Use of symptom-focused oncological cancer therapies in hospices: a retrospective analysis
Kaiser, Ulrich ; Vehling-Kaiser, Ursula ; Kück, Fabian ; Mechie, Nicolae-Catalin ; Hoffmann, Ana ; Kaiser, Florian
Citable Link (URL):http://resolver.sub.uni-goettingen.de/purl?gs-1/17546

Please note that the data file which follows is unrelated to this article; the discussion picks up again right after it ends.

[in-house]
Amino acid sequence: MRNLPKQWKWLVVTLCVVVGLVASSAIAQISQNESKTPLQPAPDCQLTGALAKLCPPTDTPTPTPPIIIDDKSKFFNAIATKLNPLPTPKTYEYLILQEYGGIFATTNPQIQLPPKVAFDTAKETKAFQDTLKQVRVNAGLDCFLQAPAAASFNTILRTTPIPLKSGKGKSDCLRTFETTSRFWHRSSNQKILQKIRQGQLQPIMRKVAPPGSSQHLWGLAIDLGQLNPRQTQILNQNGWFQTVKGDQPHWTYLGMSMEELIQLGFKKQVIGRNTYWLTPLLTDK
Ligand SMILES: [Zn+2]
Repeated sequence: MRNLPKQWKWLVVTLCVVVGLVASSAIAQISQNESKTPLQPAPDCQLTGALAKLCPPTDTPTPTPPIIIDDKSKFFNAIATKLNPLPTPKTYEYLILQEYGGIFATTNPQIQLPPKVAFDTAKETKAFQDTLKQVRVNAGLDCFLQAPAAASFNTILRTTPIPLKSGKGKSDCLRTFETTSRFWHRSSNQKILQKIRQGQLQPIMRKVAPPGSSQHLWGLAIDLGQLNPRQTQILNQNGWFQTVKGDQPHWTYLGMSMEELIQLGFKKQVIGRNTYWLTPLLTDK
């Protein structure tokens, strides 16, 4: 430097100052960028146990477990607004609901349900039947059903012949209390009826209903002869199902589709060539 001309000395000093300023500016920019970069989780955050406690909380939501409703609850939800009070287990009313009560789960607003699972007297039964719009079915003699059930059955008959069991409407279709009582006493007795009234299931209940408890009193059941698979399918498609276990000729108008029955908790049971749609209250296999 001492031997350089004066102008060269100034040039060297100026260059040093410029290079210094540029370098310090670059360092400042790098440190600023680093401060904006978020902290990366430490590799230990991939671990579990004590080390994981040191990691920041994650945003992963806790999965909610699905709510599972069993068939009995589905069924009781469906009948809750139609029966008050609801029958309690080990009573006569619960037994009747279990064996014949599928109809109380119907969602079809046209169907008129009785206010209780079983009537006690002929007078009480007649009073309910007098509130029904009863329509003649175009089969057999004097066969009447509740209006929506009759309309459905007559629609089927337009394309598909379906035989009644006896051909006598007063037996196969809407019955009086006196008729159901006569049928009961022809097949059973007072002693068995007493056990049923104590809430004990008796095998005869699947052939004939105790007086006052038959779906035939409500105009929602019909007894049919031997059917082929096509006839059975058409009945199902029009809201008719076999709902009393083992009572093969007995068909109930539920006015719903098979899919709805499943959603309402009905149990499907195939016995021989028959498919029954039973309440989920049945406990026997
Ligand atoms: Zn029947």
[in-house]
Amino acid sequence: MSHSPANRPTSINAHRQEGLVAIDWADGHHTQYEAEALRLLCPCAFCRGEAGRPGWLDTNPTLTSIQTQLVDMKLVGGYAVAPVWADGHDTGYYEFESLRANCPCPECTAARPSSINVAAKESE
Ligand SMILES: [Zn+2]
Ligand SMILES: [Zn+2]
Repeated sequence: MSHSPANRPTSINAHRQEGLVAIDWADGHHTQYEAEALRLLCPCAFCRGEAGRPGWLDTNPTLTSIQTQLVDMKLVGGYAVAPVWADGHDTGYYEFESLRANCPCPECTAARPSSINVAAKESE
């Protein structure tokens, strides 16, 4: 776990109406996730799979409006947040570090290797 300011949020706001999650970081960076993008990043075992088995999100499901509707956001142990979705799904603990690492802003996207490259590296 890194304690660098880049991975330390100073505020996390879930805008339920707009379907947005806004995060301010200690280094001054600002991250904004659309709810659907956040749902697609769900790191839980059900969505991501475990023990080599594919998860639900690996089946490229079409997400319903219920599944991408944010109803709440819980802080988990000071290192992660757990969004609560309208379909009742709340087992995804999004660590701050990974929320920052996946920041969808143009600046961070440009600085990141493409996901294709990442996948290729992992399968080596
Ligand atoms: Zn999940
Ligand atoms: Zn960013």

Abstract Background There is controversy regarding the practical implementation of symptom-focused oncological cancer therapies to hospice residents. In this study, we aim to analyse the use and indication of supportive-oncological cancer therapies in hospices. Methods We conducted a retrospective survey of all residents of two hospice centres in the government district of Lower Bavaria, Germany. Hospice 1 (H1) was a member of an oncological–palliative medical network, and hospice 2 (H2) was independently organized. The evaluation period was the first 40 months after the opening of the respective hospice care centre. Demographical and epidemiological data as well as indications and type of supportive-oncological cancer therapies were recorded. A descriptive analysis and statistical tests were performed. Results Of the 706 residents, 645 had an underlying malignant disease. The average age was 72 years and the mean residence time was 28 days. The most frequent cancer types were gastrointestinal cancers, gynaecological cancers and bronchial carcinomas. Overall 39 residents (33 in H1 and 6 in H2, p < 0.01) received symptom-focused oncological cancer therapy. The average age of these residents was 68 years, and the mean residence time was 55 days. The most common therapeutic indications were dyspnoea and pain. The most common symptom-focused oncological cancer therapies were bisphosphonates, transfusions (erythrocyte- and platelet- concentrates), radiotherapy and anti-proliferative drugs (chemotherapy, anti-hormonal- and targeted- therapies). Patients with therapy lived significantly longer than patients without therapy (p < 0.01). Conclusions Symptom-focused oncological cancer therapies can be implemented in hospices; however, their implementation seems to require certain structural and organizational prerequisites as well as careful patient selection. As a palliative medical approach, the focus is to ameliorate the symptoms and not prolong life. Symptom-focused oncology treatment could be a further and important part for the therapy of hospice patients in the future.